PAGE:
One Base at a Time: Baseball and the Nikkei People

“Oh how those Nipponese love their baseball!”

– James Sakamoto of the Seattle Japanese-American Courier

Yesterday I, along with Carson Cistulli and The Common Man, attended the second annual Bud Selig Distinguished Lecture in Sport and Society. This year’s presentation was titled “One Base at a Time: Baseball and the Nikkei People,” a lecture presented by Samuel O. Regolado (nephew of Rudy) of California State University-Stanislaus.

The lecture series has been designed and supported with the intent of going beyond the men and teams who comprise sports but to examine the communities behind the sports. In many ways, the games we watch and play are a reflection of us as a people (maybe it is, in fact, just society). Specifically, Regolado’s lecture looks at how baseball was a key component of the communities of the first generations of Japanese immigrants in America used baseball as part of their assimilation into American culture.

Regolado begins the lecture by noting a key fact about American immigration history: success for the immigrants begins not with the immigration itself — not with creating the home in America — but by earning respect from the mainstream. This is rarely an easy feat, and it typically takes generations. For many, amateur sport was an easy way for immigrants to partake in an American activity — “earn a spot in the collage known as America” — and for the Japanese on the west coast, it was baseball. The first wave of Japanese immigration occurred right around the turn of the 20th century, about 20 years after the development of baseball in Japan. Not long after, in 1903, the San Francisco Fujis became the first all-Japanese baseball team on the mainland. Teams popped up in many of the major western cities — San Jose, Oakland, and perhaps most prominently Seattle. These teams often played exhibition contests against white amateur teams as well against each other in their own leagues.

Some of these teams traveled to Japan to play against teams from their home country. Some of them played in games against Major League players on west coast barnstorming tours. The picture above shows members of Kenichi Zenimura’s Fresno Athletic Club with Babe Ruth and Lou Gehrig in October of 1927. For the players, the act of playing baseball was a very American experience. As one player in the Seattle Courier League stated, “Putting my uniform on was like putting on the American flag.”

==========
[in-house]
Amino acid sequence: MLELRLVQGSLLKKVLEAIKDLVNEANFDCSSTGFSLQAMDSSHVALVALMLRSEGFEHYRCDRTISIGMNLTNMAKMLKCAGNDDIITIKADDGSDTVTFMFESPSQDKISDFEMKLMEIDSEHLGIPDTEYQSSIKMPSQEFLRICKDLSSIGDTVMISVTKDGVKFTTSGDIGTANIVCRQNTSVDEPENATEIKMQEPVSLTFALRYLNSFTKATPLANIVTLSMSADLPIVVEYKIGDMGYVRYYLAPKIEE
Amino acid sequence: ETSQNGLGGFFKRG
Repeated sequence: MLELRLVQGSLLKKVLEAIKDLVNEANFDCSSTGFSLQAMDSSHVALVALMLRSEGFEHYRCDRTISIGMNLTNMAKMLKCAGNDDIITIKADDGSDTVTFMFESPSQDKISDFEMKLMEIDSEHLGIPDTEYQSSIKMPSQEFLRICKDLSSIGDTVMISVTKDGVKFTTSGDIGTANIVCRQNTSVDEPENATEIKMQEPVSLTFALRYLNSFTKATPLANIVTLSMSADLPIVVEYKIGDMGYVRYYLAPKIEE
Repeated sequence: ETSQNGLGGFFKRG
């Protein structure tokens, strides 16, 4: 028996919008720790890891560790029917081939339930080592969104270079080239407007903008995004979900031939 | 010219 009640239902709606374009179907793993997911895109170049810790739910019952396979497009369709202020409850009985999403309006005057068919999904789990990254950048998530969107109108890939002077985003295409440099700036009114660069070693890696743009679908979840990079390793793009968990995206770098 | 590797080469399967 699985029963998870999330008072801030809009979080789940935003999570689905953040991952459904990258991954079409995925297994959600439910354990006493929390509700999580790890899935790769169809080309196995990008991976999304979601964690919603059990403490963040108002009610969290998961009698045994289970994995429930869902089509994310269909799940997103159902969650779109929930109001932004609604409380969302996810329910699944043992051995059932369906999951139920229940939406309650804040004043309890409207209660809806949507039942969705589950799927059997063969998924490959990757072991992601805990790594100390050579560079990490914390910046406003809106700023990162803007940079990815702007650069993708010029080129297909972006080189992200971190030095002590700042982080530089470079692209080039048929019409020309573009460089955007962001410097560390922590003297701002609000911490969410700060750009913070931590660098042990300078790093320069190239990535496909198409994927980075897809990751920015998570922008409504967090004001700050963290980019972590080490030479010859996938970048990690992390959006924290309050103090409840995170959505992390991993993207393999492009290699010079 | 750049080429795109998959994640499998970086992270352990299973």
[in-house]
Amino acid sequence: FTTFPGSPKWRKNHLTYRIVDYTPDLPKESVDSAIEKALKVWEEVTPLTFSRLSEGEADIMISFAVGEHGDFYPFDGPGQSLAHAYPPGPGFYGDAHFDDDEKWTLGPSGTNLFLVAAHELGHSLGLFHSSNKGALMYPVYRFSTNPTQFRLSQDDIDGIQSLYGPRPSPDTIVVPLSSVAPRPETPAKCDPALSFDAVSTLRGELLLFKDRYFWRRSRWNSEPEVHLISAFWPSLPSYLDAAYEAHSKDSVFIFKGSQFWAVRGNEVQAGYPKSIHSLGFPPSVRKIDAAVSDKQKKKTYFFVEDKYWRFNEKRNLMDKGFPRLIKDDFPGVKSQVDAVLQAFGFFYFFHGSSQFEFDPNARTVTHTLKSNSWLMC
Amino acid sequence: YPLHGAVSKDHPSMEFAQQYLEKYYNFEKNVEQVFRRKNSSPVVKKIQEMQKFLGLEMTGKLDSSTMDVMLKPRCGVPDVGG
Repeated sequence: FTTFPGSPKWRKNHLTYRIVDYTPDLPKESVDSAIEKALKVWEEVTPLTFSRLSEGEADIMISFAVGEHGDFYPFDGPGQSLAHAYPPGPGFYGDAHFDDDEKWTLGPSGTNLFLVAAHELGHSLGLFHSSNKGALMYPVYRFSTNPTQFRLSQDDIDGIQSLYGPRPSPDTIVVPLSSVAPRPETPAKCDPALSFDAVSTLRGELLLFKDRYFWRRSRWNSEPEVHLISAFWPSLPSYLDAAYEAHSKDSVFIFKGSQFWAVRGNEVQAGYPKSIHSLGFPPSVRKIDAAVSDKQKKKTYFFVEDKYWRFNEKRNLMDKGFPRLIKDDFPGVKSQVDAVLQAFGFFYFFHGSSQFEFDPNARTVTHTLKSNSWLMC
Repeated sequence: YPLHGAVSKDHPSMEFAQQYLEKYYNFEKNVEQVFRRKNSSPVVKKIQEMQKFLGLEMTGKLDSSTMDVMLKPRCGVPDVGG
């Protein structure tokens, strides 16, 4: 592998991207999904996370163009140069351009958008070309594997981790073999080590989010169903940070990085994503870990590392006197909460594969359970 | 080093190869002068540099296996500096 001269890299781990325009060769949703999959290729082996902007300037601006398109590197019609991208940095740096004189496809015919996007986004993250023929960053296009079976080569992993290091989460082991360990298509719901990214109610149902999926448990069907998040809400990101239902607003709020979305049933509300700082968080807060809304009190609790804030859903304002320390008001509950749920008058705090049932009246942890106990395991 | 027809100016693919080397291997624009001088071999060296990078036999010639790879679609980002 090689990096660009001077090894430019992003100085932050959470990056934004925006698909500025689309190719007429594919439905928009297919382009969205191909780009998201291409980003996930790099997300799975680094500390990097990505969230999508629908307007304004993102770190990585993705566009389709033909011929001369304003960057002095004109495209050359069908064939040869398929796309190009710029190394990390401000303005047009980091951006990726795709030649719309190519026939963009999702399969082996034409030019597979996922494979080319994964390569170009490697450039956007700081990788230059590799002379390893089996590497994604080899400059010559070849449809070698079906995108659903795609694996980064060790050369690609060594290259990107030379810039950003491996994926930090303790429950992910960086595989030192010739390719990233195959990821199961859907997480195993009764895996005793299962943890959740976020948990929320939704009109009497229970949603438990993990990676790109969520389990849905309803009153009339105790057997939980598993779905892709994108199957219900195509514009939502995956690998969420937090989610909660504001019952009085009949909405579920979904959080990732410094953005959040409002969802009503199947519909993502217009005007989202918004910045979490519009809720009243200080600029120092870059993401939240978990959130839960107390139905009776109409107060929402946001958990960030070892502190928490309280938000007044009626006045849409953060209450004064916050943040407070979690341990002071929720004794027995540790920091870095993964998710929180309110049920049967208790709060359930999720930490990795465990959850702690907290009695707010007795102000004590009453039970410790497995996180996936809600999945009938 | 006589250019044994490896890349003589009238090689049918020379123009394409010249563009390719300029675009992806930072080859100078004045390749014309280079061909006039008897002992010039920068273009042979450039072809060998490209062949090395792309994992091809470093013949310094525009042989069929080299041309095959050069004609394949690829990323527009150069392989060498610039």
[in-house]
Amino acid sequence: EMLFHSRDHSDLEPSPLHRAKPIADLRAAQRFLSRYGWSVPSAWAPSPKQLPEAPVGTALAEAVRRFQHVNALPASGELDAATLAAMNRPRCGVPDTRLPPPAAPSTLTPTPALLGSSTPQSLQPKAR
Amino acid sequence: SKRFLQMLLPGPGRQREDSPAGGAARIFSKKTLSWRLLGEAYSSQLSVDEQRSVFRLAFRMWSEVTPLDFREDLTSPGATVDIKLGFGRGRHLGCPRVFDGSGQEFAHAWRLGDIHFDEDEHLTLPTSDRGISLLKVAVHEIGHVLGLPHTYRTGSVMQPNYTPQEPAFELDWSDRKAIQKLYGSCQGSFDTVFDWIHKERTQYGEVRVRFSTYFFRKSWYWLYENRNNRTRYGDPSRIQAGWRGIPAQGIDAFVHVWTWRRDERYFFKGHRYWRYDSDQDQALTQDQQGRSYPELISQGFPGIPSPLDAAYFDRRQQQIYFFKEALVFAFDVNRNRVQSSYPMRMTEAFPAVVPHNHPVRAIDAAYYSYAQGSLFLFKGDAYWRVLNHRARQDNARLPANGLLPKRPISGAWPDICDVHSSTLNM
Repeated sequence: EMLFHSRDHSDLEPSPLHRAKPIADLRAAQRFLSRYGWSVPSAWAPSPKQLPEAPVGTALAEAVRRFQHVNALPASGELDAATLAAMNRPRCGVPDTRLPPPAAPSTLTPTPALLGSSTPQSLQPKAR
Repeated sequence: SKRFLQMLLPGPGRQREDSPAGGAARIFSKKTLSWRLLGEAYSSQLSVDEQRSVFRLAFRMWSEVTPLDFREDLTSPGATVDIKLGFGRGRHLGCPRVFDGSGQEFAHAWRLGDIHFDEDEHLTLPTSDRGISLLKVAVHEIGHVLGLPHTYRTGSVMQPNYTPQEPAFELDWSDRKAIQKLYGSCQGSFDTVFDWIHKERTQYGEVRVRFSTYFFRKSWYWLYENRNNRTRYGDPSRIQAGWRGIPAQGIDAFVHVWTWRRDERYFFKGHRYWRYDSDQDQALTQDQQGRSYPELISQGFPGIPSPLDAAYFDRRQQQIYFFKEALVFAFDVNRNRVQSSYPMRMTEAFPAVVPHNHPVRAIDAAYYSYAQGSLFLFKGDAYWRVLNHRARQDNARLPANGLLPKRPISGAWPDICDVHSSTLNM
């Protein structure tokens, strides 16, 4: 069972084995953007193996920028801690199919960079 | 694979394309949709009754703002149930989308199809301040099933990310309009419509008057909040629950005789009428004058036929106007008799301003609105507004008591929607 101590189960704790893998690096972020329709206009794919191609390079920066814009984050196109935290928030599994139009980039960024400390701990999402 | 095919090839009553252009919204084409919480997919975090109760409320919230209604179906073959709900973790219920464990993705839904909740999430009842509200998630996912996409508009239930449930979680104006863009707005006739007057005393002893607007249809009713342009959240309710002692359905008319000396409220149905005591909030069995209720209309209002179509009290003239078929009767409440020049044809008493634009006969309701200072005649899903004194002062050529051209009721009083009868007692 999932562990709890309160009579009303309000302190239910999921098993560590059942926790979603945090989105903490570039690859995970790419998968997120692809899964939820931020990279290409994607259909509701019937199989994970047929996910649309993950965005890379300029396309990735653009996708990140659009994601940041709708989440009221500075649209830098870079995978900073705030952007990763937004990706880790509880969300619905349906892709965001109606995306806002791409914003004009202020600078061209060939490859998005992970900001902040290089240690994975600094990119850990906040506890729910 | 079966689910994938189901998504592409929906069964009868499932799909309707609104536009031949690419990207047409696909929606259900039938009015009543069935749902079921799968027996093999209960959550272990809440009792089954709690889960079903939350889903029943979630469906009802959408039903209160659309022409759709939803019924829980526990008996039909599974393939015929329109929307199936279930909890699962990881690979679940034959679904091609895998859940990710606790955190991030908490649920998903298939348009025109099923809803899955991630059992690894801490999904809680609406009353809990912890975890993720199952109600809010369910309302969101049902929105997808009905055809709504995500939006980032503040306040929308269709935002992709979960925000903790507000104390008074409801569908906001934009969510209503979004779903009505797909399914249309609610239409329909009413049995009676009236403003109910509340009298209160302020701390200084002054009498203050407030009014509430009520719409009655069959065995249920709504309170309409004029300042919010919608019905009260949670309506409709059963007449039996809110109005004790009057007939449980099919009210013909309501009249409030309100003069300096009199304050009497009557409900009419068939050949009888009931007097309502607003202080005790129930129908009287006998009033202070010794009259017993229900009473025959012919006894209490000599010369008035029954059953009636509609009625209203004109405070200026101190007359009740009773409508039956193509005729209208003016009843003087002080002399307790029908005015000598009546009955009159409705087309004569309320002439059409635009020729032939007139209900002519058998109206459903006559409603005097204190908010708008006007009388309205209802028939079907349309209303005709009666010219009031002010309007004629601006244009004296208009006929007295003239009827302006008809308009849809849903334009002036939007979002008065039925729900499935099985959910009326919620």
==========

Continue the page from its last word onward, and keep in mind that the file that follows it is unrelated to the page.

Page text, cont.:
This made the tragic internment of Japanese-Americans following Pearl Harbor all the more painful. Despite the attempts of many Japanese-Americans through endeavors in all aspects of life — including baseball — to earn the respect of the mainstream in America, they were not recognized by the United States government in 1941 as Franklin Delano Roosevelt signed the executive order authorizing the internment camps. Neither were they recognized by the Supreme Court — as Chief Justice Harlan Stone put it, there was “little to no evidence of interactions between whites and Japanese.” Baseball became a key form of escape for those in the internment camps. The prisoners built fields themselves, from outfields to chalk lines to bases to bleachers. As one internee said, “Without baseball, the camps would have been maddening” — I can only assume he means more maddening.

Although amateur baseball faded among Japanese-Americans in the following decades, there were some key professional figures to emerge in the post-war era. Wally Yonamine became the first Japanese-American NFL player and also traveled to Japan to play professionally. Ryan Kurosaki became the first Japanese-American player to reach the majors in 1975, although he would only appear in seven games with the St. Louis Cardinals. Lenn Sakata broke into the league two years later and would be the best Japanese-American player of his generation, playing 11 seasons and appearing in a World Series with the 1983 Orioles.

Now, although Japanese nationals like Ichiro, Hideki Matsui and now Yu Darvish have taken their place in MLB, Japanese-American players are sparse. The only one of note right now is Kurt Suzuki of Oakland, although a few more (like former Giants 1B Travis Ishikawa) toil in the minor leagues. Don Wakamatsu broke major ground as the first Japanese-American manager with Seattle in 2008 as well. Still, the culture retains its link with baseball, a sport which was so important for many of the initial Japanese to make the migration over to the United States, and it goes to show just how important baseball can be for communities outside of its significance on professional baseball diamonds.




Print This Post

Jack Moore's work can be seen at VICE Sports and anywhere else you're willing to pay him to write. Buy his e-book.


Comments are closed.